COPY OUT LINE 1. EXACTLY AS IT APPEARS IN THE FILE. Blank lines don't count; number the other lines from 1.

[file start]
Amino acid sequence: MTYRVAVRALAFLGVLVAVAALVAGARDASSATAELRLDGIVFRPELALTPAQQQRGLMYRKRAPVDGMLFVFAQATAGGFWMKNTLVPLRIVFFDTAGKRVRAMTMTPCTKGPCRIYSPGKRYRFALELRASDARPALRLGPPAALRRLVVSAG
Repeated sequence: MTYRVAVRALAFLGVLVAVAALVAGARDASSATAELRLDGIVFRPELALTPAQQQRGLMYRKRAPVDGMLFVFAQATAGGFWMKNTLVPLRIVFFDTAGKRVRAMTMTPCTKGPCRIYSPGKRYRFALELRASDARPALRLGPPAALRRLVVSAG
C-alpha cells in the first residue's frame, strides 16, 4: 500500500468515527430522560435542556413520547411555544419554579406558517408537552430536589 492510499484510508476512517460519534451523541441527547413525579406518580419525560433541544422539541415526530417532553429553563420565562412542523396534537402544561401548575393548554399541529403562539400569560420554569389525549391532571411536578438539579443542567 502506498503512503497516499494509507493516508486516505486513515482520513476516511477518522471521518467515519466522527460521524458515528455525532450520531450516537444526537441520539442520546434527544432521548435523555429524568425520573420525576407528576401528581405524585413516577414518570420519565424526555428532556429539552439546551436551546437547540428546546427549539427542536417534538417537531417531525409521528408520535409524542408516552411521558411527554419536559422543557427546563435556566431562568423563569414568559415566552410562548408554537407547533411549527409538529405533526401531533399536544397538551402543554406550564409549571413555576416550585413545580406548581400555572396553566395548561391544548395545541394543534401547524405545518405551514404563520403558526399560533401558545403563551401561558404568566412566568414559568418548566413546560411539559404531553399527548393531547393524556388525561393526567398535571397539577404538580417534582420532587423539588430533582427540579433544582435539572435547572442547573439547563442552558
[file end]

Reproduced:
Amino acid sequence: MTYRVAVRALAFLGVLVAVAALVAGARDASSATAELRLDGIVFRPELALTPAQQQRGLMYRKRAPVDGMLFVFAQATAGGFWMKNTLVPLRIVFFDTAGKRVRAMTMTPCTKGPCRIYSPGKRYRFALELRASDARPALRLGPPAALRRLVVSAG